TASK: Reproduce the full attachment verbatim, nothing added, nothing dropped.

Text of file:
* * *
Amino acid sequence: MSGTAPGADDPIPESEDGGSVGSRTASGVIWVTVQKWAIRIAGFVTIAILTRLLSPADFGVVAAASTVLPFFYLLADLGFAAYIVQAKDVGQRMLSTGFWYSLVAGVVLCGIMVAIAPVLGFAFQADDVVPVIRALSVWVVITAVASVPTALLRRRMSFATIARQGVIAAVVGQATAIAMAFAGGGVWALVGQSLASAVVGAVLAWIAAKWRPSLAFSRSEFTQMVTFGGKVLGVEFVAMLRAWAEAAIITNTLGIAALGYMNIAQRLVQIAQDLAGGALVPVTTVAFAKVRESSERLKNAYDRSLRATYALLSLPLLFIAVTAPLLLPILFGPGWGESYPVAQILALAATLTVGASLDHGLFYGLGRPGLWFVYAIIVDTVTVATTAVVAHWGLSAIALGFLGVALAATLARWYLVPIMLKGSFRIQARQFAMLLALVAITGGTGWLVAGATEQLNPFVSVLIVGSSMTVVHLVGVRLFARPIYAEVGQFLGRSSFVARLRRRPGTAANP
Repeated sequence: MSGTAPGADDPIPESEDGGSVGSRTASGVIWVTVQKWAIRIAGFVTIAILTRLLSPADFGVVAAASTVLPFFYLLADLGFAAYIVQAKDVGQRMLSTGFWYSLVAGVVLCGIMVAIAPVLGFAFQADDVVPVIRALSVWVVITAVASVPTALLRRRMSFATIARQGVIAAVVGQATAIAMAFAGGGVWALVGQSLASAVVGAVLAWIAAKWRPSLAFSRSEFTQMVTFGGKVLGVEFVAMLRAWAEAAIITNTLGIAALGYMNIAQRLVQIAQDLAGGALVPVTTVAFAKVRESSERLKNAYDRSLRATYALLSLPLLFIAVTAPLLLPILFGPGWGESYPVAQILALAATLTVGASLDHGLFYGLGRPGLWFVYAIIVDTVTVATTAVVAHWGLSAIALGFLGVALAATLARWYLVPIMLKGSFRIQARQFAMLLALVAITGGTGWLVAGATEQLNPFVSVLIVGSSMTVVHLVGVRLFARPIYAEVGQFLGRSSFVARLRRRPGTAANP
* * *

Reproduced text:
Amino acid sequence: MSGTAPGADDPIPESEDGGSVGSRTASGVIWVTVQKWAIRIAGFVTIAILTRLLSPADFGVVAAASTVLPFFYLLADLGFAAYIVQAKDVGQRMLSTGFWYSLVAGVVLCGIMVAIAPVLGFAFQADDVVPVIRALSVWVVITAVASVPTALLRRRMSFATIARQGVIAAVVGQATAIAMAFAGGGVWALVGQSLASAVVGAVLAWIAAKWRPSLAFSRSEFTQMVTFGGKVLGVEFVAMLRAWAEAAIITNTLGIAALGYMNIAQRLVQIAQDLAGGALVPVTTVAFAKVRESSERLKNAYDRSLRATYALLSLPLLFIAVTAPLLLPILFGPGWGESYPVAQILALAATLTVGASLDHGLFYGLGRPGLWFVYAIIVDTVTVATTAVVAHWGLSAIALGFLGVALAATLARWYLVPIMLKGSFRIQARQFAMLLALVAITGGTGWLVAGATEQLNPFVSVLIVGSSMTVVHLVGVRLFARPIYAEVGQFLGRSSFVARLRRRPGTAANP
Repeated sequence: MSGTAPGADDPIPESEDGGSVGSRTASGVIWVTVQKWAIRIAGFVTIAILTRLLSPADFGVVAAASTVLPFFYLLADLGFAAYIVQAKDVGQRMLSTGFWYSLVAGVVLCGIMVAIAPVLGFAFQADDVVPVIRALSVWVVITAVASVPTALLRRRMSFATIARQGVIAAVVGQATAIAMAFAGGGVWALVGQSLASAVVGAVLAWIAAKWRPSLAFSRSEFTQMVTFGGKVLGVEFVAMLRAWAEAAIITNTLGIAALGYMNIAQRLVQIAQDLAGGALVPVTTVAFAKVRESSERLKNAYDRSLRATYALLSLPLLFIAVTAPLLLPILFGPGWGESYPVAQILALAATLTVGASLDHGLFYGLGRPGLWFVYAIIVDTVTVATTAVVAHWGLSAIALGFLGVALAATLARWYLVPIMLKGSFRIQARQFAMLLALVAITGGTGWLVAGATEQLNPFVSVLIVGSSMTVVHLVGVRLFARPIYAEVGQFLGRSSFVARLRRRPGTAANP